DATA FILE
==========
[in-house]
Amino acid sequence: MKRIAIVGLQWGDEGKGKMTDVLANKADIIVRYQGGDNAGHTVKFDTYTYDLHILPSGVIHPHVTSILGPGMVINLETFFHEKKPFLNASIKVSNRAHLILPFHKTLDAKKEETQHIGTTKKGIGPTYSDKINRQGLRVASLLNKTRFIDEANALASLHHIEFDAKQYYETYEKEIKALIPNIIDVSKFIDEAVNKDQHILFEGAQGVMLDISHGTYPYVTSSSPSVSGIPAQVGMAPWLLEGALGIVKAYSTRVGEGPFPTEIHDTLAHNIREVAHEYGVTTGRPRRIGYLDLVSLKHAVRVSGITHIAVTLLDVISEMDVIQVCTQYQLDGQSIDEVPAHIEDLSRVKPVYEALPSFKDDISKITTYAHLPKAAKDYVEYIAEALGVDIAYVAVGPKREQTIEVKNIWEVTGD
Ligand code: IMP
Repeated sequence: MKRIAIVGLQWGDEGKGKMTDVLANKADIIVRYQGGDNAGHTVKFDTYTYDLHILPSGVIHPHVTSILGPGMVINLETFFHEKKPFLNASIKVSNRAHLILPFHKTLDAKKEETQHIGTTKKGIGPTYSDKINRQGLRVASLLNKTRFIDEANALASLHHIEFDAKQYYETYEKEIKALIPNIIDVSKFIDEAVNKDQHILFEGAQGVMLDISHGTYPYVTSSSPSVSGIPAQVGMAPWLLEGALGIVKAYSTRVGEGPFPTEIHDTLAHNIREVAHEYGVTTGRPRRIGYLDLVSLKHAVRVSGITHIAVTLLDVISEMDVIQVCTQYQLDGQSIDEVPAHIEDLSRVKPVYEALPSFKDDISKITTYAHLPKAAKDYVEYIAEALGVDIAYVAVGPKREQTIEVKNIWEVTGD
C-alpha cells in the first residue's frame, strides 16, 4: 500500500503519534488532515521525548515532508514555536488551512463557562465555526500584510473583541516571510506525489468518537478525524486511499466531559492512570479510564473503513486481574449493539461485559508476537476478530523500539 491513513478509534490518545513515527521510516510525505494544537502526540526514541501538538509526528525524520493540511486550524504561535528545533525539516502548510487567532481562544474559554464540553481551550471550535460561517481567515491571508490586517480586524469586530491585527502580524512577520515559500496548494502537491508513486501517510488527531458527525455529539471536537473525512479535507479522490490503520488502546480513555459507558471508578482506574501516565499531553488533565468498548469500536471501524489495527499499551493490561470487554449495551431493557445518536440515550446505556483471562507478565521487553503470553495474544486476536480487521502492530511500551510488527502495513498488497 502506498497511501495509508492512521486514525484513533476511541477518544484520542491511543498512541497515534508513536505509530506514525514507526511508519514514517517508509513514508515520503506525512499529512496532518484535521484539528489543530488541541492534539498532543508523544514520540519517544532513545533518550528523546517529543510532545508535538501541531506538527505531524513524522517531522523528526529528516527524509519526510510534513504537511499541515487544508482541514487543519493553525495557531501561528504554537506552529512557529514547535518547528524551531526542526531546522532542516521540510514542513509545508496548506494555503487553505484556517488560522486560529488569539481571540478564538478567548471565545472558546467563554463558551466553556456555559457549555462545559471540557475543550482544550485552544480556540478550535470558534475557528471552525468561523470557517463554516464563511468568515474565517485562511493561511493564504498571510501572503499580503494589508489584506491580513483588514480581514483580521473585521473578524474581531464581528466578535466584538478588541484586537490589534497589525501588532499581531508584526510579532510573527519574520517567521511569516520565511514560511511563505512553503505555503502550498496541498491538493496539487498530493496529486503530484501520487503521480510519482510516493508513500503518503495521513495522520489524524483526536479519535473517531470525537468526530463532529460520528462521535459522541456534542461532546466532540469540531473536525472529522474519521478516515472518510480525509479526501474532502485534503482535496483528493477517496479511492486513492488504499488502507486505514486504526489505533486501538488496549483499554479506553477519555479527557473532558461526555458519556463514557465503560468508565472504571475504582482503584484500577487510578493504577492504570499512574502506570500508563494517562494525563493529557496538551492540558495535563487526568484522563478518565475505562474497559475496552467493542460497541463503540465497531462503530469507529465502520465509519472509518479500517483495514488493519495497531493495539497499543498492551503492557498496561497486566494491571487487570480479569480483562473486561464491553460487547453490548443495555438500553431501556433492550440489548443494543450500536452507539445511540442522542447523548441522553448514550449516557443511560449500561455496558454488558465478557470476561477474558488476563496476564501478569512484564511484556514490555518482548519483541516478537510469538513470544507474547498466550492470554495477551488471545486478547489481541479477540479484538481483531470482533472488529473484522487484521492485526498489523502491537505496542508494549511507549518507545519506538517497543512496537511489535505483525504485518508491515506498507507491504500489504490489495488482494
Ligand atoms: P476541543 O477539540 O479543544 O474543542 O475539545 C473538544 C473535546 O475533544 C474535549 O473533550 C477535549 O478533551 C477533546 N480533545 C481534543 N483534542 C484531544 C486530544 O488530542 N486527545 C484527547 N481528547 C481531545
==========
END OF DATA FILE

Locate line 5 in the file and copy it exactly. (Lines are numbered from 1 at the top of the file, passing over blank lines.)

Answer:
C-alpha cells in the first residue's frame, strides 16, 4: 500500500503519534488532515521525548515532508514555536488551512463557562465555526500584510473583541516571510506525489468518537478525524486511499466531559492512570479510564473503513486481574449493539461485559508476537476478530523500539 491513513478509534490518545513515527521510516510525505494544537502526540526514541501538538509526528525524520493540511486550524504561535528545533525539516502548510487567532481562544474559554464540553481551550471550535460561517481567515491571508490586517480586524469586530491585527502580524512577520515559500496548494502537491508513486501517510488527531458527525455529539471536537473525512479535507479522490490503520488502546480513555459507558471508578482506574501516565499531553488533565468498548469500536471501524489495527499499551493490561470487554449495551431493557445518536440515550446505556483471562507478565521487553503470553495474544486476536480487521502492530511500551510488527502495513498488497 502506498497511501495509508492512521486514525484513533476511541477518544484520542491511543498512541497515534508513536505509530506514525514507526511508519514514517517508509513514508515520503506525512499529512496532518484535521484539528489543530488541541492534539498532543508523544514520540519517544532513545533518550528523546517529543510532545508535538501541531506538527505531524513524522517531522523528526529528516527524509519526510510534513504537511499541515487544508482541514487543519493553525495557531501561528504554537506552529512557529514547535518547528524551531526542526531546522532542516521540510514542513509545508496548506494555503487553505484556517488560522486560529488569539481571540478564538478567548471565545472558546467563554463558551466553556456555559457549555462545559471540557475543550482544550485552544480556540478550535470558534475557528471552525468561523470557517463554516464563511468568515474565517485562511493561511493564504498571510501572503499580503494589508489584506491580513483588514480581514483580521473585521473578524474581531464581528466578535466584538478588541484586537490589534497589525501588532499581531508584526510579532510573527519574520517567521511569516520565511514560511511563505512553503505555503502550498496541498491538493496539487498530493496529486503530484501520487503521480510519482510516493508513500503518503495521513495522520489524524483526536479519535473517531470525537468526530463532529460520528462521535459522541456534542461532546466532540469540531473536525472529522474519521478516515472518510480525509479526501474532502485534503482535496483528493477517496479511492486513492488504499488502507486505514486504526489505533486501538488496549483499554479506553477519555479527557473532558461526555458519556463514557465503560468508565472504571475504582482503584484500577487510578493504577492504570499512574502506570500508563494517562494525563493529557496538551492540558495535563487526568484522563478518565475505562474497559475496552467493542460497541463503540465497531462503530469507529465502520465509519472509518479500517483495514488493519495497531493495539497499543498492551503492557498496561497486566494491571487487570480479569480483562473486561464491553460487547453490548443495555438500553431501556433492550440489548443494543450500536452507539445511540442522542447523548441522553448514550449516557443511560449500561455496558454488558465478557470476561477474558488476563496476564501478569512484564511484556514490555518482548519483541516478537510469538513470544507474547498466550492470554495477551488471545486478547489481541479477540479484538481483531470482533472488529473484522487484521492485526498489523502491537505496542508494549511507549518507545519506538517497543512496537511489535505483525504485518508491515506498507507491504500489504490489495488482494